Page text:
Since I left college I’d always been trying to learn something new at all times….and lately I haven’t, so getting this excited about something new is very refreshing :)


Keep Kreative!
Neville Medhora

3-D Printing, the next big thing

Trying to predict the future is fun, because it can be really profitable. One of the things I think has the potential to be the next technological revolution like electricity or the internet is 3-D printing (also called rapid prototyping).

In the early years computers were only used by large corporations or the government. Same with 3-D printers. They are still large, very expensive, difficult to use, and not useful to individual consumers yet.

When the large computers of yesteryear existed, people didn’t think individual consumers had any real use for that technology. Obviously as they got smaller, more powerful and cheaper there were thousands of uses created.

The cool thing about this emerging technology is it’s following the same pattern as the personal computer. In this sense you can almost predict the future by looking at history.

If you don’t know what 3-D printing is, checkout some videos on the subject. This video is a promo video for a Zcorp 3D printer. If you already know what 3D printing is, you can skip the video.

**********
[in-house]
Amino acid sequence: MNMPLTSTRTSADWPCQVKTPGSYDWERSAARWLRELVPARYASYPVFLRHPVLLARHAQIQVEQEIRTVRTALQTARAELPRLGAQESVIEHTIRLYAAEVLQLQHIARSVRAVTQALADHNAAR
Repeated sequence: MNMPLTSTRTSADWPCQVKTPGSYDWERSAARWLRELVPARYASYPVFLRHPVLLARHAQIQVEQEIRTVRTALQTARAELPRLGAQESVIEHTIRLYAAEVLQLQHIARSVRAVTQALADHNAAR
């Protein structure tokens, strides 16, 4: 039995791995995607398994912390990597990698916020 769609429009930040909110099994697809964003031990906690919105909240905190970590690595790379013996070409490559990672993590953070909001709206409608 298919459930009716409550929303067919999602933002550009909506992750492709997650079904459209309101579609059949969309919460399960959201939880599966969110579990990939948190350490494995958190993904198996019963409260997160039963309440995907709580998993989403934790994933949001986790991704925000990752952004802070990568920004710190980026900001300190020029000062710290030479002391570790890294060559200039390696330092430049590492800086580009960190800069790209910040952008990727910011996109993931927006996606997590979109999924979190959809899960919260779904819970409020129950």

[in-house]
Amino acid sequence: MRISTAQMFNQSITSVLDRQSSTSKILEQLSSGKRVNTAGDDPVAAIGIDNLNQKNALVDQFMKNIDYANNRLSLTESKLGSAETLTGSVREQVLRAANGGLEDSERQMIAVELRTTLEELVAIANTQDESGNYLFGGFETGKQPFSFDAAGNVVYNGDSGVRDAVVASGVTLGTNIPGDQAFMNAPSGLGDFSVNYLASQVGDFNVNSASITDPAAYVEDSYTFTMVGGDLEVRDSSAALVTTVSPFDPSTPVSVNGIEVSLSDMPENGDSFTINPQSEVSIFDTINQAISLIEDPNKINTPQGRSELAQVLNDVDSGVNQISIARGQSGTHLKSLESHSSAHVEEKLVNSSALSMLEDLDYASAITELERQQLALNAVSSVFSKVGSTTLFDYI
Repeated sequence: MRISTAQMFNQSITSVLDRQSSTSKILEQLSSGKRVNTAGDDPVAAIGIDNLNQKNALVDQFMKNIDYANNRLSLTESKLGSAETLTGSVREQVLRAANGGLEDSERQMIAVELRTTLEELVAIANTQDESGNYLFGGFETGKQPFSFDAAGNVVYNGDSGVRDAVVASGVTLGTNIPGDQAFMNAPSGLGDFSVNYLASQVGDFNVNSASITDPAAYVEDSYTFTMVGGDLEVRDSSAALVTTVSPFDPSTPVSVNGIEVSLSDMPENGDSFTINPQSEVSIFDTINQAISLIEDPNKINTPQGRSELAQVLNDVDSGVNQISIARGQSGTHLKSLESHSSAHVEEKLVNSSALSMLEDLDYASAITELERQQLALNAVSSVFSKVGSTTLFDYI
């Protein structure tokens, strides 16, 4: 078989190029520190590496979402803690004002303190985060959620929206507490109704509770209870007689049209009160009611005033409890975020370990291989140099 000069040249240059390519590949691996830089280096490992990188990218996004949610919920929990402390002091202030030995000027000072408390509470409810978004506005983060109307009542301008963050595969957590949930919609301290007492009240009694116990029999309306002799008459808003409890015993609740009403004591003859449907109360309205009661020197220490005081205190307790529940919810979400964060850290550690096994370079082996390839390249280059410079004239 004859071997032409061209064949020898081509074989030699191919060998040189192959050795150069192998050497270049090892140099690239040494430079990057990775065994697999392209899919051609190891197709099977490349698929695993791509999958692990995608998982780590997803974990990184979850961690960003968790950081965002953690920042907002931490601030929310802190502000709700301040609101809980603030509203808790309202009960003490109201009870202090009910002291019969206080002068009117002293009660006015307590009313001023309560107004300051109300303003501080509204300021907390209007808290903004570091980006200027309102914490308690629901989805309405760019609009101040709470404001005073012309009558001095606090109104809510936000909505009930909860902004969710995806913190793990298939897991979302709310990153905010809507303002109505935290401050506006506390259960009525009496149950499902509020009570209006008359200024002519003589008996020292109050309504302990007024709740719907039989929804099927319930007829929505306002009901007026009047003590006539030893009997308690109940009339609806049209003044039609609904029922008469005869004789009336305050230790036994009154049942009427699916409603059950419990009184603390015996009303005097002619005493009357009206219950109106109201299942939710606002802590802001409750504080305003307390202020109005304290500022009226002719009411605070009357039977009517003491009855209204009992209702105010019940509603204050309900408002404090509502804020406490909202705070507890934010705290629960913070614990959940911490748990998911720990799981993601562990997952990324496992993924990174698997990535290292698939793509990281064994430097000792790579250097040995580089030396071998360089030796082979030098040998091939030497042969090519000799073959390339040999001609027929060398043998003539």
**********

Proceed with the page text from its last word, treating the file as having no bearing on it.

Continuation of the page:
This following video shows the possible use of 3-D printing for building homes and other structures. Instead of taking months to build a home, tracts of affordable homes can be constructed in hours or days.

You can find more info and amazing videos about this at
The cool part is they already have this technology making small-scale buildings out of concrete and other construction materials.

Want to print out some condominiums?

Or maybe put up some warehouses in 1/10th the time of traditional construction?

The prices of 3-D printers are dropping, but they’re still well out of reach for individual consumers. One of the things that are allowing these printers to be built for (relatively) cheap is the Fab@Home open source 3-D printing project. They’ve basically given a whole FREE set of plans, instructions and software to allow you to build a working 3-D printer at home.